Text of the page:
Businesses in Cape Town have welcomed drastic cuts in proposed water price hikes.
But Janine Myburgh‚ president of the Cape Chamber of Commerce and Industry‚ said on Tuesday the initial proposed 55% increase was a “shocking indictment” of City of Cape Town officials and councillors.
“They are simply too focused on extracting revenue from the public rather than reducing their own costs as the private sector has to do in order to survive‚” she said.
Acting mayor Ian Neilson announced on Monday that the proposed increases had been reduced after “careful and intense consideration of a record 40‚000 comments” on the council’s draft budget.
The proposed increase for people using less than 6‚000 litres of water a month had been reduced from 55.16% to 10.1%‚ he said‚ and for the amount water consumed between 6‚000 and 10‚500 litres a month the proposed increase of 6.26% had been cut to 0%.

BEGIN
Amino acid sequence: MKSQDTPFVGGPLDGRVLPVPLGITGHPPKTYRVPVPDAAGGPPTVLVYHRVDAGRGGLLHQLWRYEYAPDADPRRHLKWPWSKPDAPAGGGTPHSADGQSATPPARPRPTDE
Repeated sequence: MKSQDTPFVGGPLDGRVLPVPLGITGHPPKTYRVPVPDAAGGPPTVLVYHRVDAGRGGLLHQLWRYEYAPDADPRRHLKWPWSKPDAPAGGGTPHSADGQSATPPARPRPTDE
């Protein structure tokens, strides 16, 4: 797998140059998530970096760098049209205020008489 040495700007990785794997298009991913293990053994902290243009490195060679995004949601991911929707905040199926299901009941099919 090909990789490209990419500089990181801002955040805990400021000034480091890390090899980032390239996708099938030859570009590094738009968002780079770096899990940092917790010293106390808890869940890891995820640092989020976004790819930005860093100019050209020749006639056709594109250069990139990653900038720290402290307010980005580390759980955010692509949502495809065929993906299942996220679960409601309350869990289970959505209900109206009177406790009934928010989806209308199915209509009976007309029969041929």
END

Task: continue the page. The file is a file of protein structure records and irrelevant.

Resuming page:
The stiffest proposed increase — for consumption of more than 35‚000 litres a month — is now 25%.
Proposed sanitation increases have also been cut‚ and the property rates rise to be levied from July 1 has been reduced from 7.2% to 6.5%.
Neilson said R5-billion had been shaved off the cost of the council’s five-year programme to secure new water supplies‚ and other items in the budget had been subjected to a fine-tooth comb.
Said Myburgh: “What we cannot understand is how the city could ever have contemplated imposing these tariff increases on a population that has done an incredible job in saving water and investing in water-saving equipment‚ greywater systems and rainwater tanks to ensure future savings.
“I think this shows that both officials and councillors are out of touch with the paying public.”
She said she had no idea how the initial proposals got through the budgeting process. “We can only speculate that they did not try hard enough‚ and that is a shocking indictment of both officials and councillors.”